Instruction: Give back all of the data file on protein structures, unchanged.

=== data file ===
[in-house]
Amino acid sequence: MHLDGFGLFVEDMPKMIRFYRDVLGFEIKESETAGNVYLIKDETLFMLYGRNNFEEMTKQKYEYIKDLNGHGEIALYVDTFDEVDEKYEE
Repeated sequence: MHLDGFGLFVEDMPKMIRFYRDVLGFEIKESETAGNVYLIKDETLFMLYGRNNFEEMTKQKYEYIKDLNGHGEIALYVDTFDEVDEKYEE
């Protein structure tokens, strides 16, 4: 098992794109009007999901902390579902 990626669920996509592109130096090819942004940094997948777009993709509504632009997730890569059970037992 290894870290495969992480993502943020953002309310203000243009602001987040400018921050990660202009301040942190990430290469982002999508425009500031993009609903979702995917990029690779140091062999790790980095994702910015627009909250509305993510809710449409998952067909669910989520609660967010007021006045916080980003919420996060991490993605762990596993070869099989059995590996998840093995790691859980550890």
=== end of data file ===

[in-house]
Amino acid sequence: MHLDGFGLFVEDMPKMIRFYRDVLGFEIKESETAGNVYLIKDETLFMLYGRNNFEEMTKQKYEYIKDLNGHGEIALYVDTFDEVDEKYEE
Repeated sequence: MHLDGFGLFVEDMPKMIRFYRDVLGFEIKESETAGNVYLIKDETLFMLYGRNNFEEMTKQKYEYIKDLNGHGEIALYVDTFDEVDEKYEE
């Protein structure tokens, strides 16, 4: 098992794109009007999901902390579902 990626669920996509592109130096090819942004940094997948777009993709509504632009997730890569059970037992 290894870290495969992480993502943020953002309310203000243009602001987040400018921050990660202009301040942190990430290469982002999508425009500031993009609903979702995917990029690779140091062999790790980095994702910015627009909250509305993510809710449409998952067909669910989520609660967010007021006045916080980003919420996060991490993605762990596993070869099989059995590996998840093995790691859980550890």